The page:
Barbie and diversity: Road to disabled representation

Barbie and diversity: Road to disabled representation

Kelly Rappaport, Copy Editor

Mattel has recently announced the launch of two different disabled Barbie dolls, set to debut in June of this year, in an attempt to create a more diverse line of dolls.

Originally put on the shelves in 1959, the Barbie brand was the image of perfection for young girls from the day they saw one of the bright pink boxes on the shelf. Traditional Barbie dolls were blonde-haired, blue-eyed, thin and beautiful girls with unrealistic body proportions. These dolls were developing unrealistic beauty standards in girls’ minds from a young age. The term “Barbie” took on a negative connotation as it became a tool to shame young girls for their bodies.

In 2016, Mattel aimed to stray away from this reputation by releasing a more diverse line of dolls featuring three body types- Petite, Tall, and Curvy- as well as a wider range of skin tones, hair colors, and hair textures. In fact, Mattel went above and beyond by launching 7 skin tones, 22 eye colors, and 24 hairstyles. The change came as a way to reflect beauty coming in all shapes and sizes.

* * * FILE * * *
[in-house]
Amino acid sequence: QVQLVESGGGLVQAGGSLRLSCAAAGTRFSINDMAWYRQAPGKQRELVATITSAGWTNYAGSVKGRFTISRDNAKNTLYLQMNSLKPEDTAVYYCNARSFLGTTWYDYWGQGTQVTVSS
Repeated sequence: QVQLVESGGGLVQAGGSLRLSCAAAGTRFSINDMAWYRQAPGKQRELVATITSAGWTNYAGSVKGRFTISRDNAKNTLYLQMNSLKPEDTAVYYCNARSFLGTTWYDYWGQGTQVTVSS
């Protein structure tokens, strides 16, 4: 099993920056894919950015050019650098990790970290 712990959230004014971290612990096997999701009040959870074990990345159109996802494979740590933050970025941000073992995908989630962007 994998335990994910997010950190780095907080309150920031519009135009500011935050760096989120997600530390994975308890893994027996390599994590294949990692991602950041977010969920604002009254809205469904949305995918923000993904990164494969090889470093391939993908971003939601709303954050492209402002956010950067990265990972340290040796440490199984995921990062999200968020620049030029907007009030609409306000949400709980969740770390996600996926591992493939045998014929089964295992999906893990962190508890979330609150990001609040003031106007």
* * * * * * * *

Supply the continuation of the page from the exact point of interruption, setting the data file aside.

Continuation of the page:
Three years later in 2019, Mattel announced two newdisabled Barbie dolls set to launch this year: a girl in a wheelchair and a girl with a prosthetic leg. The dolls, which are part of the Fashionistas line, aim to reflect the diversity of women in the real world. According to the Daily Mail, the company had previously debuted a limited edition Becky the Paralympic Champion in the 1990s, as well as Share a Smile Becky (also in a wheelchair) in 1997. However, both dolls were discontinued, making the 2019 dolls the only two disabled models currently in production.

The Global Head of Design for Barbie, Kim Culmone, said, “This year, our Barbie line will include dolls reflecting physical disabilities in order to better represent the people and the world kids see around them.” She also added, “Our commitment to diversity and inclusion is a critical component of our design process and we are proud that today’s kids will know a different image and experience of the brand,” when speaking to ABC.

Although the dolls are far from perfect, they have certainly come a long way from the tan, blonde doll that turned into a way to body-shame children. Hopefully, Mattel will continue to make strides in representation in their toys and help children see beauty reflected in dolls that look like them.